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|Directed by||Hannes Stöhr|
|Produced by||Karsten Aurich|
|Screenplay by||Hannes Stöhr|
|Edited by||Anne Fabini|
Berlin techno DJ and producer Martin Karow (nicknamed Ickarus) is touring the techno clubs of the world with his girlfriend Mathilde while working on a new studio album that he plans to release soon. In order to be able to work and party day and night, Ickarus takes all kinds of drugs, mainly supplied by his friend Erbse at the clubs in Berlin. After consuming a PMA-containing ecstasy tablet, Ickarus goes into a drug-induced psychosis, eventually finding himself naked in a Berlin hotel where his antics attract the attention of the hotel staff. He is taken to a psychiatric hospital in Berlin, which puts his album and upcoming live performances in danger.
At the hospital, Ickarus gets to know the other patients, namely Crystal Pete and Goa Gebhard, and is slightly unnerved by their idiosyncrasies. The clinic's head doctor Dr. Paul recommends that Ickarus take a break from his music and touring to recover in the hospital under her care. She emphasizes that Ickarus's commitment to the hospital is purely voluntary. Although Ickarus agrees to stay at the hospital, he continues work on his album by having his laptop and recording equipment brought to the clinic. Ickarus leaves the clinic and relapses into drug use after visiting with Erbse. Alice, the head of the record label Vinyl Distortion (to which Ickarus is signed), tells Mathilde that the release of Ickarus's new album is indefinitely delayed. Upon hearing this, Ickarus visits Alice and destroys her office when she refuses to speak to him.
Upset at Ickarus's lack of progress, Mathilde moves out of their apartment and in with her lesbian co-worker Corinna. After receiving a 25,000 Euro tax bill, Ickarus tries to visit Mathilde at Corinna's apartment, but she refuses to see him. Dr. Paul tells Ickarus that since he refuses to follow his therapy schedule and leaves the clinic without permission, he must leave the clinic. That night, after Dr. Paul has left, Ickarus convinces the clinic's intern to allow him to throw a going-away party. The party quickly gets out of hand when Ickarus brings drugs, alcohol, and prostitutes. Dr. Paul arrives at the clinic and locks Ickarus in a room.
Ickarus's father (a priest who also appeared earlier in the film) and Mathilde argue with Dr. Paul for his release. She eventually relents. After his production label re-signs him, Ickarus proposes calling his new album Titten, Techno, und Trompeten (Tits, Techno, and Trumpets). Alice says that the record company prefers a more "international" title, and decides on the name Berlin Calling. The album cover photography is done in the clinic with Ickarus still dressed as a patient.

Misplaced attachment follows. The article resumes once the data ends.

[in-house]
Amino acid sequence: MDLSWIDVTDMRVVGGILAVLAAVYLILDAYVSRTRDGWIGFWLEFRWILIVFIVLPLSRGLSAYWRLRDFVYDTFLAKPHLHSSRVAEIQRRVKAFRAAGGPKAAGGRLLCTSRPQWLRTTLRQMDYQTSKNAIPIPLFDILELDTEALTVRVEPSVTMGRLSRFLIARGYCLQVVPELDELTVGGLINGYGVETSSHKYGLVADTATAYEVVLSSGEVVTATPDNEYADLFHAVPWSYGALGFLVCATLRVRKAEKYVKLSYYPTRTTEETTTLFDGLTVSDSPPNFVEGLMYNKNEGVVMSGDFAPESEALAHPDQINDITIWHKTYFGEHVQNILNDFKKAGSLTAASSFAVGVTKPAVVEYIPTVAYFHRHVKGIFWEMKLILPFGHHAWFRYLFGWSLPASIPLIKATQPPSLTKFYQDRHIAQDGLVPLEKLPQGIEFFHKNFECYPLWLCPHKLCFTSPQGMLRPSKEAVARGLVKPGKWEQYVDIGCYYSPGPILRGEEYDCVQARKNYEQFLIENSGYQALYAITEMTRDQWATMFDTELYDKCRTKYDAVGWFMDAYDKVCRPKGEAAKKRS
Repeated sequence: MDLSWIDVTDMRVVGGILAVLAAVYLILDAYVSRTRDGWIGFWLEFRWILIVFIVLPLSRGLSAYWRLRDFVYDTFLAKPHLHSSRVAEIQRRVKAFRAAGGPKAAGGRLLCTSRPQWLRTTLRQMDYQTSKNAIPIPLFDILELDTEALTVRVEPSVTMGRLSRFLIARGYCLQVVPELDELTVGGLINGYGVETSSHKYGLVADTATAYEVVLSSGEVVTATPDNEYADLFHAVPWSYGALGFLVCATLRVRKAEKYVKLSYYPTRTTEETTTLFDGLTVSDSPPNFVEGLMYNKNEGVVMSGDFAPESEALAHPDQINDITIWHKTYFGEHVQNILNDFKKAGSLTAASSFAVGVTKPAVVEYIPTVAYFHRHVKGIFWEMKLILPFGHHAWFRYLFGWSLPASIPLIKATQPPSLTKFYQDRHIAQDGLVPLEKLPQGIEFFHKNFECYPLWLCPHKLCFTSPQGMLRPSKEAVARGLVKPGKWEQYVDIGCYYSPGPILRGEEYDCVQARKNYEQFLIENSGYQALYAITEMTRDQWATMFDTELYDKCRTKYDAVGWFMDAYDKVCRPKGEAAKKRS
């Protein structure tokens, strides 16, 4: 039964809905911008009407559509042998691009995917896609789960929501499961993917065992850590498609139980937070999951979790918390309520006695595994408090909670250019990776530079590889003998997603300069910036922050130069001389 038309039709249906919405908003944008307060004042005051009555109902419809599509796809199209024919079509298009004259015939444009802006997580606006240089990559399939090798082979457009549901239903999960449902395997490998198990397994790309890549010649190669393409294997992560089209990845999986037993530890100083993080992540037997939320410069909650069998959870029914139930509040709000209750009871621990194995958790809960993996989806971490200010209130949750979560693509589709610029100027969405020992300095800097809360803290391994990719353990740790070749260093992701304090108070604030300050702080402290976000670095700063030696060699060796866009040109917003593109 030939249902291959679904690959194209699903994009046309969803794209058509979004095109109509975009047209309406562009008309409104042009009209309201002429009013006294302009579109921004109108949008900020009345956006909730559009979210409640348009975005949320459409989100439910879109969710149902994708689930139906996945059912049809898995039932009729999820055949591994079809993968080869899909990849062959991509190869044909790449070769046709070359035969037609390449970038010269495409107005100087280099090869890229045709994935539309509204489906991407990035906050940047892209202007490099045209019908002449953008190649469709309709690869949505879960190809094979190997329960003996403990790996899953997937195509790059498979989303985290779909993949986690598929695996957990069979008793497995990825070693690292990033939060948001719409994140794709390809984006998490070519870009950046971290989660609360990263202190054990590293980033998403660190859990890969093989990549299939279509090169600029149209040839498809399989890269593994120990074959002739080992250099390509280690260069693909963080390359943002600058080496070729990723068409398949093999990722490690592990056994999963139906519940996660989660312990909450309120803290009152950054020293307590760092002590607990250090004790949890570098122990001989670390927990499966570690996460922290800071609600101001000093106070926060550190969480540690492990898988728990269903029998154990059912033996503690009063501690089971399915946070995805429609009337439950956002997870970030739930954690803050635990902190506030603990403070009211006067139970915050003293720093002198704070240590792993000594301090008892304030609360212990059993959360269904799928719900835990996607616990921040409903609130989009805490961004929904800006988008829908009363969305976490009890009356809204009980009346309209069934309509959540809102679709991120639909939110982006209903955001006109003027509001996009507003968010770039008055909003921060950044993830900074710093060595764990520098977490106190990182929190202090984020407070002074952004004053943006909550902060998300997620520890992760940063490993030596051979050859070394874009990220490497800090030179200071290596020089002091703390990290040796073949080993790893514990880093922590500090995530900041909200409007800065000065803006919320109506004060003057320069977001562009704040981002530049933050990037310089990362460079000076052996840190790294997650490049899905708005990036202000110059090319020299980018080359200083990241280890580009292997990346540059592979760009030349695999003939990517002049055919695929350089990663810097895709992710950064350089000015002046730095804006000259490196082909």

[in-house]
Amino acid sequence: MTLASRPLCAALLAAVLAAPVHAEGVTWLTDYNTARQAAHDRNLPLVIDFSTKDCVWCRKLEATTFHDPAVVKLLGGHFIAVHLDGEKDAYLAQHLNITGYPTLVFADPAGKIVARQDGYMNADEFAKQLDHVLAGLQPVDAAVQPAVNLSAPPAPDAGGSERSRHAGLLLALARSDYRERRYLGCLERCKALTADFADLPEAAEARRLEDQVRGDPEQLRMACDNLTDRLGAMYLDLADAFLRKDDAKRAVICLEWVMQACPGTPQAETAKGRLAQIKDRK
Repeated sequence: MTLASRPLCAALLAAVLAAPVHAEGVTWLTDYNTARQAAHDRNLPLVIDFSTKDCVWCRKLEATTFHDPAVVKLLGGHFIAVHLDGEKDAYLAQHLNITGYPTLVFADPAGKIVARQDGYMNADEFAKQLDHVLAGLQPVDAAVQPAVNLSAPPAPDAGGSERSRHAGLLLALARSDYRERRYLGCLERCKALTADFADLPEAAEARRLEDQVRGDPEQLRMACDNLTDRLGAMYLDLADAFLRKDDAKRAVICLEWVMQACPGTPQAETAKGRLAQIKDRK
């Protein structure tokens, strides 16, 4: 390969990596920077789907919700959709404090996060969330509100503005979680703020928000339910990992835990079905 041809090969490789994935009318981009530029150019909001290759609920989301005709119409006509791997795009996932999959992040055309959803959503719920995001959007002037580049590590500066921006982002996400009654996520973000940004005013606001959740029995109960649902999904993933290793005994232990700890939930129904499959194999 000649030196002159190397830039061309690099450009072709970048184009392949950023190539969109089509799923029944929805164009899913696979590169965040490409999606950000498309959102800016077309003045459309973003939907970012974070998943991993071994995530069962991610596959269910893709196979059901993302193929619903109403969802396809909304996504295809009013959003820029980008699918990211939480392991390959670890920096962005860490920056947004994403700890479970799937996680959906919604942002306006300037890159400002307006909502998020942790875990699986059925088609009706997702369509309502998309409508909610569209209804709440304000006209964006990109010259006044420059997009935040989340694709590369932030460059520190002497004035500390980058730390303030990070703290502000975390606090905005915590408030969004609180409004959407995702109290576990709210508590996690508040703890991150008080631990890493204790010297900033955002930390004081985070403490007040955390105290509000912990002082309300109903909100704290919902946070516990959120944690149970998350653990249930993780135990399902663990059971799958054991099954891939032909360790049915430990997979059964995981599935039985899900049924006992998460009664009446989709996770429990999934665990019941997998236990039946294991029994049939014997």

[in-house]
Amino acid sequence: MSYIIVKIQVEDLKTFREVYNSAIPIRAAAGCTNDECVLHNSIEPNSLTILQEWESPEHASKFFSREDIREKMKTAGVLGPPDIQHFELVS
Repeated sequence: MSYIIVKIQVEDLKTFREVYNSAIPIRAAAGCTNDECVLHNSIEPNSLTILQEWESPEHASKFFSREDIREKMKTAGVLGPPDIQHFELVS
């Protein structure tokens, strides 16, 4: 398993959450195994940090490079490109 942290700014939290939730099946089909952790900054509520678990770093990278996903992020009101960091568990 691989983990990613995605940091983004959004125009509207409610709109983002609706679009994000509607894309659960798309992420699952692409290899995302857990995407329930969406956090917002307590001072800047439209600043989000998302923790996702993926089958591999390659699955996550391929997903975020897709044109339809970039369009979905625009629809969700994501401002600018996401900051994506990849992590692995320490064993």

Cast and characters
As listed on the film's official website, the cast of Berlin Calling included:
- Paul Kalkbrenner (Martin "Ickarus" Karow)
- Rita Lengyel (Mathilde)
- Corinna Harfouch (Professor Doctor Petra Paul)
- Araba Walton (Mathilde's lesbian friend)
- Peter Schneider (Crystal Pete, a patient at the clinic)
- RP Kahl (Ickarus's friend and drug-supplier Erbse)
- Henriette Müller (Ickarus's friend Jenny)
- Mehdi Nebbou (Jamal)
- Udo Kroschwald (Ickarus's father, a priest)
- Megan Gay (Alice, Head of Vinyl productions)
- Maximilian Mauff (Alex, the clinic intern)
- Peter Moltzen (Ickarus's brother, no name given)
- Dirk Borchardt (Club boss Tom)
- Erdal Yildiz (Hotel worker)
- Ernest Allan Hausmann (Ernesto)
- André Hoffmann (Franz)
- Caspar Bódy (Goa Gebhard, a patient at the clinic)
- Paul Preuss (BMW-Michi)
- Sascha Funke (as himself)
- Housemeister (as himself)
- Onze (as himself)
- Fritz Kalkbrenner (as himself)
- Peggy Laubinger (as herself)
- Frank Künster (Frank the bouncer)
- Nico Bäthgeh (Nico)
The soundtrack of Berlin Calling (which shares the film's title) was recorded exclusively by Paul Kalkbrenner, with the exception of the song Mango, which was recorded by Sascha Funke. The song Sky and Sand features vocals by Kalkbrenner's brother, Fritz. Some tracks on the album (including Gebrünn Gebrünn and Altes Kamuffel) were edits of previously released songs and re-released as "Berlin Calling Edits".